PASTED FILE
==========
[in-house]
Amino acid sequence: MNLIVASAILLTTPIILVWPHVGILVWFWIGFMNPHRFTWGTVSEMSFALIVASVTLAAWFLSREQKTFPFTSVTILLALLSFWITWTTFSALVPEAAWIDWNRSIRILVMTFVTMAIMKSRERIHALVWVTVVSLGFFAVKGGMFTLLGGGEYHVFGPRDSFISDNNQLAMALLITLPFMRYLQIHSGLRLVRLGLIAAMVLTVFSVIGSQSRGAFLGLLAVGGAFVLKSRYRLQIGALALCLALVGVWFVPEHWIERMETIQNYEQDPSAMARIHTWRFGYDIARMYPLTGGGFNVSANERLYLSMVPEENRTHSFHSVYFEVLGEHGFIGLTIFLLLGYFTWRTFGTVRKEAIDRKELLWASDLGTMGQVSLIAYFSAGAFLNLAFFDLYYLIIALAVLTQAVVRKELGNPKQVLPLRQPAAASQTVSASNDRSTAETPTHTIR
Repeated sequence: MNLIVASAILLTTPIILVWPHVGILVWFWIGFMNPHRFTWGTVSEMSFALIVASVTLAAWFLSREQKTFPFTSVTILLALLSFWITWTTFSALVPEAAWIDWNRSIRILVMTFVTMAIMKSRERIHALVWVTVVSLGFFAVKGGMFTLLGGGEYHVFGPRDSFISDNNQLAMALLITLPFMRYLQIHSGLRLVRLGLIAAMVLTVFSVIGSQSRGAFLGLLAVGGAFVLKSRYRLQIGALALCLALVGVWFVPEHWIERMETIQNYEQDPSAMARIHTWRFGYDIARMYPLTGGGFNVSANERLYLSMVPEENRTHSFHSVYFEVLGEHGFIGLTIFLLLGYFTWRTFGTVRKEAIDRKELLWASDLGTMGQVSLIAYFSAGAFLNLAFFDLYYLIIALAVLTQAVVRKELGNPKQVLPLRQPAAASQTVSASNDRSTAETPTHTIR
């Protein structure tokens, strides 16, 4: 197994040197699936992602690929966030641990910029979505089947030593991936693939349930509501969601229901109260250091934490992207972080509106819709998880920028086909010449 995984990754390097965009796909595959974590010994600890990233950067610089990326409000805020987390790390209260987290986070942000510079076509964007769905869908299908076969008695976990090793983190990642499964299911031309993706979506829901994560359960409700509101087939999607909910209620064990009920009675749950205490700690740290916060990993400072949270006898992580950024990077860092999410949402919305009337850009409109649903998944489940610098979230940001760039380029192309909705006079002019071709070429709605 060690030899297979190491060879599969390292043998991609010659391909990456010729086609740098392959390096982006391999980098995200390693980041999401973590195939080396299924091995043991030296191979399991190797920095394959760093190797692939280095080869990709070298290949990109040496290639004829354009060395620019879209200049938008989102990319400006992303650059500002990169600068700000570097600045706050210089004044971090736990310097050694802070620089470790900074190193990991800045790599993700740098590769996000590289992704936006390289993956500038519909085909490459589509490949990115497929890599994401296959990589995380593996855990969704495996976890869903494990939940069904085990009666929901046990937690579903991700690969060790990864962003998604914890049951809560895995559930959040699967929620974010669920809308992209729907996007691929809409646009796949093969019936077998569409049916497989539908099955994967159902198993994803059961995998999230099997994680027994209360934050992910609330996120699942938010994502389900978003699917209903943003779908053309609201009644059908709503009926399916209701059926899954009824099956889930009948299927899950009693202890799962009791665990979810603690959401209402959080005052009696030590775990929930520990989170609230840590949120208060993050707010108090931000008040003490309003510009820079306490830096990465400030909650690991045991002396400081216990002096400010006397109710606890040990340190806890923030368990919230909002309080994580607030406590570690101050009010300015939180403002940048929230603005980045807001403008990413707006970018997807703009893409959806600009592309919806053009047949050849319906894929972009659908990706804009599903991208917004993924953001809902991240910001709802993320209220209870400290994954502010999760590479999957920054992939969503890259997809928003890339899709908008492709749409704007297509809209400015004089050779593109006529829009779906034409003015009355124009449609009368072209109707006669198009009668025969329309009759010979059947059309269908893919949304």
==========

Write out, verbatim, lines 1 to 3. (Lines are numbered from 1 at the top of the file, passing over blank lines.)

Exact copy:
[in-house]
Amino acid sequence: MNLIVASAILLTTPIILVWPHVGILVWFWIGFMNPHRFTWGTVSEMSFALIVASVTLAAWFLSREQKTFPFTSVTILLALLSFWITWTTFSALVPEAAWIDWNRSIRILVMTFVTMAIMKSRERIHALVWVTVVSLGFFAVKGGMFTLLGGGEYHVFGPRDSFISDNNQLAMALLITLPFMRYLQIHSGLRLVRLGLIAAMVLTVFSVIGSQSRGAFLGLLAVGGAFVLKSRYRLQIGALALCLALVGVWFVPEHWIERMETIQNYEQDPSAMARIHTWRFGYDIARMYPLTGGGFNVSANERLYLSMVPEENRTHSFHSVYFEVLGEHGFIGLTIFLLLGYFTWRTFGTVRKEAIDRKELLWASDLGTMGQVSLIAYFSAGAFLNLAFFDLYYLIIALAVLTQAVVRKELGNPKQVLPLRQPAAASQTVSASNDRSTAETPTHTIR
Repeated sequence: MNLIVASAILLTTPIILVWPHVGILVWFWIGFMNPHRFTWGTVSEMSFALIVASVTLAAWFLSREQKTFPFTSVTILLALLSFWITWTTFSALVPEAAWIDWNRSIRILVMTFVTMAIMKSRERIHALVWVTVVSLGFFAVKGGMFTLLGGGEYHVFGPRDSFISDNNQLAMALLITLPFMRYLQIHSGLRLVRLGLIAAMVLTVFSVIGSQSRGAFLGLLAVGGAFVLKSRYRLQIGALALCLALVGVWFVPEHWIERMETIQNYEQDPSAMARIHTWRFGYDIARMYPLTGGGFNVSANERLYLSMVPEENRTHSFHSVYFEVLGEHGFIGLTIFLLLGYFTWRTFGTVRKEAIDRKELLWASDLGTMGQVSLIAYFSAGAFLNLAFFDLYYLIIALAVLTQAVVRKELGNPKQVLPLRQPAAASQTVSASNDRSTAETPTHTIR